“The wall between online advertising and mobile advertising has cracked,” according to ad network executive Michael Chang. Chang’s company, Greystripe, has been testing a partnership with Web ad network Tribal Fusion. In the past six months, Tribal Fusion has passed along more than 500 ad campaigns to Greystripe, which re-encodes them to play inside games on iPhones.
The result may surprise even mobile-tech utopians: The mobile versions of the exact same ad performed 10 to 20 times better — in terms of click-throughs by those who saw them — than the versions that Tribal Fusion had served to browsers on desktops and laptops
The takeaway for advertisers: You don’t need to create a separate ad for phones. Your Web ads will do just fine.
In a lengthy phone interview with Chang, his key talking point, which he came back to often, is that mobile ads are not much different from Web ads. “They think that mobile is somehow different,” he said of ad buyers. “What you’ll be seeing is that while mobile has some unique attributes — sure, it’s a personalized device that people trust more [than a PC] — a mobile buy is the same as a digital buy,” industry jargon for browser-served ads.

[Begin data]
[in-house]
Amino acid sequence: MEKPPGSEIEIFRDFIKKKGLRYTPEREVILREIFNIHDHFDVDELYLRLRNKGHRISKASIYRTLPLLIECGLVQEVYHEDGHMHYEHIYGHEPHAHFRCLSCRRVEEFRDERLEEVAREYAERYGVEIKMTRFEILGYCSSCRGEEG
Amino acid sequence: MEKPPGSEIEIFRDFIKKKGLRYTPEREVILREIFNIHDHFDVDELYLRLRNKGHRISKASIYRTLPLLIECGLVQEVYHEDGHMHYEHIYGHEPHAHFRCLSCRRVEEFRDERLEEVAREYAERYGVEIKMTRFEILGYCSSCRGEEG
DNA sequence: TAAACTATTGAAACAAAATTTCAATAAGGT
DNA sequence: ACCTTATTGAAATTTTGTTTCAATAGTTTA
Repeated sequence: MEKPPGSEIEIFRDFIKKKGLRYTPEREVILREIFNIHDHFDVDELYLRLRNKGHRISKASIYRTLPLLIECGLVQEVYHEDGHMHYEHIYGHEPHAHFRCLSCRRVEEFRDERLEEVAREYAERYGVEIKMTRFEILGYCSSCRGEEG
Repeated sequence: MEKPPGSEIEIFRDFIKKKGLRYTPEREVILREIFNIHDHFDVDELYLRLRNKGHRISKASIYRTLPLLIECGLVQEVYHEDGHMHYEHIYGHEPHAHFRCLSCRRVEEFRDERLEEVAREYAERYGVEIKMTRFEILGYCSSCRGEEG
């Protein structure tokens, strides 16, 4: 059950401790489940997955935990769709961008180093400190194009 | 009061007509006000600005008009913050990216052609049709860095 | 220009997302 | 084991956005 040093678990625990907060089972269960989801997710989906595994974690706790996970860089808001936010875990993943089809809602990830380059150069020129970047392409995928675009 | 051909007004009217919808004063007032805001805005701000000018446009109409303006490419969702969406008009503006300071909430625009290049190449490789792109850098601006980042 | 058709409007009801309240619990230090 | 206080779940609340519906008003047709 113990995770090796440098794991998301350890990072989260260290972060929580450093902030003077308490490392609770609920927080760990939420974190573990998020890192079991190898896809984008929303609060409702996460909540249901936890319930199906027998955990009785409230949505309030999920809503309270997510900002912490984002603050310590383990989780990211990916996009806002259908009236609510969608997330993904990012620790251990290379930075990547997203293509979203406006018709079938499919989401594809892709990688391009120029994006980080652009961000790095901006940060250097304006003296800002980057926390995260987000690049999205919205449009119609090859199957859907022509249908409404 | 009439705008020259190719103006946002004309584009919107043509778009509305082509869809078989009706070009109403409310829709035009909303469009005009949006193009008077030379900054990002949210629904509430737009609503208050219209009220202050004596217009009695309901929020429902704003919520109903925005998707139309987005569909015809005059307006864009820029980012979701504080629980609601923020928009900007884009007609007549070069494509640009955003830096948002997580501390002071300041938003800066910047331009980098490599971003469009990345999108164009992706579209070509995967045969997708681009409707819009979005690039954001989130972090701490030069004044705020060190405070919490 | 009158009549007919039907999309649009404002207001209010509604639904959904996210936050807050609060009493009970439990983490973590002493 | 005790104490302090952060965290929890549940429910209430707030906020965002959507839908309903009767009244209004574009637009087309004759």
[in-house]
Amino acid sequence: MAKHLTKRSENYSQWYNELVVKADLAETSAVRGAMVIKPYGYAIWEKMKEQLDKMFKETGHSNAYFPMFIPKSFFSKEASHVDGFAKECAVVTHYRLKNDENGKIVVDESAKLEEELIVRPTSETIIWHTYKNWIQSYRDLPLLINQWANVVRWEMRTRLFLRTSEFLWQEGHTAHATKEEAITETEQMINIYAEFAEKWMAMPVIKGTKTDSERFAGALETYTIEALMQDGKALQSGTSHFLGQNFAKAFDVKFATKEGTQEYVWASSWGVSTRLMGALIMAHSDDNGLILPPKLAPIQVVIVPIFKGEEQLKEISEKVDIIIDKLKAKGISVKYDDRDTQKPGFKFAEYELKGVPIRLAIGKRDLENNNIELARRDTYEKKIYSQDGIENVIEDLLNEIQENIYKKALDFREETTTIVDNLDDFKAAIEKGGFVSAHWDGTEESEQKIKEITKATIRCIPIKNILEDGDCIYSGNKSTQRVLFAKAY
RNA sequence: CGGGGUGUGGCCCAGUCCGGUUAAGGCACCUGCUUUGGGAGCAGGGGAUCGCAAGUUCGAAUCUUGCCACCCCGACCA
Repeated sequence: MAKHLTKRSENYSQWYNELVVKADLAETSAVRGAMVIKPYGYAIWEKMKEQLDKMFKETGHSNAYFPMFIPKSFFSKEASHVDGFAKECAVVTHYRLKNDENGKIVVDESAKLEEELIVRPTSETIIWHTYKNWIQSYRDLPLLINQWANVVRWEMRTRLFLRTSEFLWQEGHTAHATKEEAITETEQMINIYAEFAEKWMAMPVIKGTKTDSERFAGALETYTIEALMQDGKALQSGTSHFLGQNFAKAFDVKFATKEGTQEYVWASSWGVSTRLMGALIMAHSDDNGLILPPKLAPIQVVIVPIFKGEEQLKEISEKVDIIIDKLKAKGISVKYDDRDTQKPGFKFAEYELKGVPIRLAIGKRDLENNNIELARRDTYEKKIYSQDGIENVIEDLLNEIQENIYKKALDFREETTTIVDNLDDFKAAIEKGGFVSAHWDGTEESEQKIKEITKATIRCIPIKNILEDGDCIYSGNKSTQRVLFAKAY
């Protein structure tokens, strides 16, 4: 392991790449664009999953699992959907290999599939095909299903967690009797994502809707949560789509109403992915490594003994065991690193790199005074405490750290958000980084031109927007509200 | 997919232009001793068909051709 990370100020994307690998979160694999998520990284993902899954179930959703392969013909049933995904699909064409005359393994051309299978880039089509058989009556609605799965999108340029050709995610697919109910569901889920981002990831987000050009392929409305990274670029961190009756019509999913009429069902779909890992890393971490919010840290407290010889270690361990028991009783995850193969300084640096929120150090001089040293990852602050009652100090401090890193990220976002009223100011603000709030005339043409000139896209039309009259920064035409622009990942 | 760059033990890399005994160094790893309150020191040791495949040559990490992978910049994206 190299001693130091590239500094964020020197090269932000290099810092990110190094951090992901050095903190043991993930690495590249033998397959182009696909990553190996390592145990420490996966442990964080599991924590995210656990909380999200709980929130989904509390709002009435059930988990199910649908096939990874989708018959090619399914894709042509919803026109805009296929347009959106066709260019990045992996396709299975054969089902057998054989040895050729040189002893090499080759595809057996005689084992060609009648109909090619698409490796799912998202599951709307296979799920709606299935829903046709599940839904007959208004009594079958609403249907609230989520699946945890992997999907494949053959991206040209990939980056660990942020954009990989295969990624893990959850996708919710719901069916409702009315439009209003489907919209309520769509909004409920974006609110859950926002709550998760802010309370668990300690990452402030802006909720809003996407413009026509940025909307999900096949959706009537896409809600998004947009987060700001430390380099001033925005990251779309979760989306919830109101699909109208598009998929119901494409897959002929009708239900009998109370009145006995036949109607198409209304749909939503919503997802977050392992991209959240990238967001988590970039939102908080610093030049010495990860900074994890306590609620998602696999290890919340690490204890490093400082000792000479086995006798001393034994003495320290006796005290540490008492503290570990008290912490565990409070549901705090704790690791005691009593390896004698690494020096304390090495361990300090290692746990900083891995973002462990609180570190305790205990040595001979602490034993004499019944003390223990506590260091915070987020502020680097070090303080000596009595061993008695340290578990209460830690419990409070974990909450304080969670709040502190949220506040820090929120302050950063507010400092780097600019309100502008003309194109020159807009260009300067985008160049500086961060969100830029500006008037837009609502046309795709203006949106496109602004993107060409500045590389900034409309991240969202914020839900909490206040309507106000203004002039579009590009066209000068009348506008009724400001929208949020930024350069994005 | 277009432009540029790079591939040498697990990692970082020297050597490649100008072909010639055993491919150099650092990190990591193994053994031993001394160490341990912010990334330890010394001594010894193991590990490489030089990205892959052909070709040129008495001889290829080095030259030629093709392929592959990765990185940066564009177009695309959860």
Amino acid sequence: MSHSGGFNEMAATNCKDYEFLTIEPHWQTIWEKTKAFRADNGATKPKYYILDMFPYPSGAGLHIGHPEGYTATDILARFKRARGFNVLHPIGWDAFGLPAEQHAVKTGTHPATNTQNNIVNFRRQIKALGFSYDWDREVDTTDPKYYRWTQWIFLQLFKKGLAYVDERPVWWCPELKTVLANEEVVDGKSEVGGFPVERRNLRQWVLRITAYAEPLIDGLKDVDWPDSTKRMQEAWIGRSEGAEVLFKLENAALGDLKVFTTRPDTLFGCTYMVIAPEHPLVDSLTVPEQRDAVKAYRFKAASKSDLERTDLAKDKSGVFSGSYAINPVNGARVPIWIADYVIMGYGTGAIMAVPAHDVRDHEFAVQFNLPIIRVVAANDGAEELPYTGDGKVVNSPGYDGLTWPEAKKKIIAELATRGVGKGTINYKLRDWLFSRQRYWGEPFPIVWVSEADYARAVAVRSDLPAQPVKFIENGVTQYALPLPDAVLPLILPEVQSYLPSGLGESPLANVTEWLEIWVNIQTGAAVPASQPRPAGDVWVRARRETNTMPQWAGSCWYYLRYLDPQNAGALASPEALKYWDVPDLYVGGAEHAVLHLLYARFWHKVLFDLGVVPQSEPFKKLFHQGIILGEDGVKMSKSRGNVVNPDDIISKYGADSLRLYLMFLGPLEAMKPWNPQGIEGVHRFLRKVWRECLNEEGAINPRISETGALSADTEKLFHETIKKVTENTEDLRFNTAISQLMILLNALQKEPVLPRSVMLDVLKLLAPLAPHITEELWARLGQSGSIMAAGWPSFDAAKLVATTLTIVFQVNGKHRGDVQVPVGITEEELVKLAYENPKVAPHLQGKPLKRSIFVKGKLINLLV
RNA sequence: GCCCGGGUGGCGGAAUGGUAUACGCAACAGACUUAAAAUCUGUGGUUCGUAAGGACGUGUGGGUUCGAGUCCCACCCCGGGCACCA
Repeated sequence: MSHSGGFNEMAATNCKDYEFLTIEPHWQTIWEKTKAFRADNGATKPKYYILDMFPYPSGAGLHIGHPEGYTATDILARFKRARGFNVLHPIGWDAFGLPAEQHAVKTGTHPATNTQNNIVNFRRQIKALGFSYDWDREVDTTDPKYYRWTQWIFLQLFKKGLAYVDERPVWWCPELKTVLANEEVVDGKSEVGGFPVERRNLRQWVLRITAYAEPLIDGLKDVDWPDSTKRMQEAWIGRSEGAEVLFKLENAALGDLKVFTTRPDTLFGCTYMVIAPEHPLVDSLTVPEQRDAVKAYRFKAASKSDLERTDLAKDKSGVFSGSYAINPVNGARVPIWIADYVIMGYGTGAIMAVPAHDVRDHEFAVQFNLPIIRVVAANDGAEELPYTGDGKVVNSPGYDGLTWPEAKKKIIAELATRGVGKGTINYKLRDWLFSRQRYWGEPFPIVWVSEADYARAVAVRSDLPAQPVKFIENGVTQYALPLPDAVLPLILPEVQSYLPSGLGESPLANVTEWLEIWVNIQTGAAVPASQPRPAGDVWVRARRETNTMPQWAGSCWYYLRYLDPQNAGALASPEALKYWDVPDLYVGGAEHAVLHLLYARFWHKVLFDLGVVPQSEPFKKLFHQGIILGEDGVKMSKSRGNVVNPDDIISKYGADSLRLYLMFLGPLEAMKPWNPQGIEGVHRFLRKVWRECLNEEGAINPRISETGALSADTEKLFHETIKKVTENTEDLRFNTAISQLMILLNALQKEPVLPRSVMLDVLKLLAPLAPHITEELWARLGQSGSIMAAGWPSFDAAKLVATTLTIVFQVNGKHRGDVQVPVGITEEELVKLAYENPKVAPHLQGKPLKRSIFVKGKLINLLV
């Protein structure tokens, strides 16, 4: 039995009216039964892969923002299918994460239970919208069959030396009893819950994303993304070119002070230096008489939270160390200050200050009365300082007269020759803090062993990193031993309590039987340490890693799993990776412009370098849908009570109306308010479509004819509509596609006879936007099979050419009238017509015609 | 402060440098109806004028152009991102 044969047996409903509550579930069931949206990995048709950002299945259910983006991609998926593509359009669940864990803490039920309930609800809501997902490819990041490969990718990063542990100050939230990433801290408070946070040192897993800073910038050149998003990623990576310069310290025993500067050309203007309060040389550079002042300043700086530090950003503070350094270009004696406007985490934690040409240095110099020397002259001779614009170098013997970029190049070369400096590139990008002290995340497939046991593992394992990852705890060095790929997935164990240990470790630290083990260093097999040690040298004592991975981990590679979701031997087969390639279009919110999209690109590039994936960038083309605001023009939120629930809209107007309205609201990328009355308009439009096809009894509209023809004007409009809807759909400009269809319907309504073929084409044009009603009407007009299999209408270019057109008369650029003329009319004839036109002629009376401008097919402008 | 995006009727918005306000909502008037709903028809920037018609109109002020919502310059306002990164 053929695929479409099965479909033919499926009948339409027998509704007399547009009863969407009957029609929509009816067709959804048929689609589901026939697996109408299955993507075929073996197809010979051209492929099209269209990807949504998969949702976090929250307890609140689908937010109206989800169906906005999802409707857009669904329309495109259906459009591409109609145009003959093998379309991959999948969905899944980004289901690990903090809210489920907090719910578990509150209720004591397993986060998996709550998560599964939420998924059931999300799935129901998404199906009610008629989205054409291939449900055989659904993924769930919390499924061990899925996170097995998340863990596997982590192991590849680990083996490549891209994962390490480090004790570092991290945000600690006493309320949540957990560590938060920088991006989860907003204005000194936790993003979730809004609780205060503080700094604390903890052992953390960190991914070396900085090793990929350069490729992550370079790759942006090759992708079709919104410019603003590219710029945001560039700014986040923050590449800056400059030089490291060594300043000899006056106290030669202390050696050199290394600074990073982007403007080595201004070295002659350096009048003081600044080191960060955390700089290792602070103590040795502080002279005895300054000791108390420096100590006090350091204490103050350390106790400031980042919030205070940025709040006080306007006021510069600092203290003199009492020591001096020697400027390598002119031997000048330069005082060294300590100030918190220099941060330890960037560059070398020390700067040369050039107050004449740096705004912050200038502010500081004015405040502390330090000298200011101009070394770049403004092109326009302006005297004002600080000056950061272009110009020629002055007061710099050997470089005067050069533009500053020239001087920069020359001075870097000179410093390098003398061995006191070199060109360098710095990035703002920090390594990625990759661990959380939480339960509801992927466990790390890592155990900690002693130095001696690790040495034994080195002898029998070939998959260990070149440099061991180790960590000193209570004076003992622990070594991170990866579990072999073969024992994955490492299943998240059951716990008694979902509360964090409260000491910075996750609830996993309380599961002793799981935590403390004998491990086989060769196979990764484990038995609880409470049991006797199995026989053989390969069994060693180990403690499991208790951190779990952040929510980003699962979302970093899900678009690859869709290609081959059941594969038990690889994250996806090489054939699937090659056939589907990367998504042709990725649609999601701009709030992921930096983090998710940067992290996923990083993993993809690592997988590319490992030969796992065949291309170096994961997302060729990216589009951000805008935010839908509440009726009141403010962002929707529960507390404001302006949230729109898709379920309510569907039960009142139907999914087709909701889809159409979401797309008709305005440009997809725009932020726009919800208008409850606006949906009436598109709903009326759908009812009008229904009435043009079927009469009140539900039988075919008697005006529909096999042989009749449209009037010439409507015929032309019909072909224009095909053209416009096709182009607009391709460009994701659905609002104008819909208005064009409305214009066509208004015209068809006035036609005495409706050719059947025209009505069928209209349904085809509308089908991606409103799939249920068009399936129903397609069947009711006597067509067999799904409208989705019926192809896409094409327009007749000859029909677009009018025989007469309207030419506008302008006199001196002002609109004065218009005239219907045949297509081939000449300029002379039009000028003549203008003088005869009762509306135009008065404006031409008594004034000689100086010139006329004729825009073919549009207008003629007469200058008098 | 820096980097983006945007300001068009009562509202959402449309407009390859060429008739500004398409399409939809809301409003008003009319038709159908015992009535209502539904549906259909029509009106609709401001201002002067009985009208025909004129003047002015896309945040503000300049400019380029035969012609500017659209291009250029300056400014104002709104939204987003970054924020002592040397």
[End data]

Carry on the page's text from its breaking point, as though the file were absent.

Then why the higher clickthrough rates? “On a phone, the ad gets the whole screen,” Chang said. “It’s like when you see two-page ads in the Wall Street Journal.” In ad jargon, Greytripe’s ads have a 100% share of voice while they’re onscreen. There’s nothing else to look at.
The user has the option to skip the ad. Still, more than 1 in 100 choose to play with the ads instead.
Mobile ads spun from browser-based media aren’t new. Google already serves its AdWords ads to mobile phones and recently bought top ad network AdMob.
But Greystripe isn’t serving search-targeted text ads. It’s serving image-driven display ads, as the industry calls them. They’re meant to be seen and to be watched, whereas Google ads are meant to seduce search engine users to click through and buy something, or at least to go look at something on another site supported by yet more ads.
Display ads are mostly used for branding — think of Burger King’s goofy TV spots with the King — and for awareness-building such as Yahoo Mobile does with its Web ads. “The goal of a display ad is more like a TV commercial,” Chang said, as opposed to the buy-now mission of search ads.
Greystripe’s corporate site has a page full of sample ads served to iPhones. They come from the Web standard 300×250 square ads seen all over the Internet. (Separately, Greystripe also serves interactive ads to Android phones, and serves non-animated 300×250 ads to less powerful phones.) Expect to start seeing lots of them.
Chang founded San Francisco-based Greystripe in 2005. The company, which counts just over 25 employees, has raised more than $18 million in three rounds of funding. Most recent was a $2 million investment from GE/NBU’s Peacock Equity Fund, capping a $7.5 million third funding round. Disney’s Steamboat Ventures, Incubic Venture Capital and Monitor Ventures invested $5.5 million of this round in March 2009.